What is Modular Design?

Modular design or “modularity in design” is a design approach that subdivides a system into smaller parts called modules or skids that can be independently created and then used in different systems. A modular system is characterized by functional partitioning into discrete scalable and reusable modules, rigorous use of well-defined modular interfaces and making use of industry standards for interfaces. The benefits of modular design are flexibility in design and reduction in costs. Examples of modular systems are modular buildings, solar panels, wind turbines and so on. Modular design combines the advantages of standardization with those of customization. A downside to modularity is that low quality modular systems are not optimized for performance.

Modular design Courtesy of http://www.archicentral.com

Modular design
Courtesy of http://www.archicentral.com

The Origin of Modular Design

Historically, in classical architecture, the diameter of a column was used as basis for a number of modules. In Japanese architecture, room sizes were determined by combinations of rice mats which were 90x180cm. Matila Ghyka’s work on the golden section was one of the sources of the Modulor, but his work, in general, was used by other architects, such as Le Corbusier’s rival Andre Lurcat. Lurcat proposed his own range of proportions related to the work of builders as much as to that of designers. Proportions and modules – thus became a central issue in the postwar French reconstruction, as architects struggled to maintain their status amid changing procedures in building production (Cohen, 2014).

Modular rice mats (tatami) in Japanese architecture Courtesy of http://naisou.anber-japan.com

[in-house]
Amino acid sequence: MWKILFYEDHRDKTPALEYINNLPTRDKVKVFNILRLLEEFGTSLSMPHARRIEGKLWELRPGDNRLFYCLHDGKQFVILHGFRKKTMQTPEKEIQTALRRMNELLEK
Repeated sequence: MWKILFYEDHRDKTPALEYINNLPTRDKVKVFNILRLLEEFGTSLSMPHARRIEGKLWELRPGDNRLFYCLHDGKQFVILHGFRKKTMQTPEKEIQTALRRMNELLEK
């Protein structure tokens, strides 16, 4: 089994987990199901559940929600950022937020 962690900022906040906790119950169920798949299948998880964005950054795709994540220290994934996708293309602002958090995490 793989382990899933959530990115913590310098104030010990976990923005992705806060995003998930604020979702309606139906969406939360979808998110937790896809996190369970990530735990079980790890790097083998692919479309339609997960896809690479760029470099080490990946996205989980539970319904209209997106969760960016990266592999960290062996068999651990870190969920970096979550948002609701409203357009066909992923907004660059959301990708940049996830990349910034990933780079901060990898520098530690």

Modular rice mats (tatami) in Japanese architecture
Courtesy of http://naisou.anber-japan.com

The modulor of Le Corbusier  Courtesy of http://static1.1.sqspcdn.com

The modulor of Le Corbusier
Courtesy of http://static1.1.sqspcdn.com

Modular Architecture versus Integral Architecture

There are many ways of categorizing architecture. Architecture can be either modular or integral. In reality, fully modular or fully integral architecture is rare and almost all architecture is somewhere in between.

On one hand, modular architecture has functionally de-coupled interfaces between components. In practice, this often leads to architecture that is one, where the functional elements in the building are mapped one-to-one to the components of the design. However, an integral architecture is the opposite of modular architecture. Integral architecture has coupled interfaces between components. It tends to have more complex (not one-to-one) mapping from functional elements in the function structure to the components of the design (Holtta, 2005).

Modular houses in Australia Courtesy of http://www.seous.co

Modular houses in Australia
Courtesy of http://www.seous.co

The Challenge of Modularity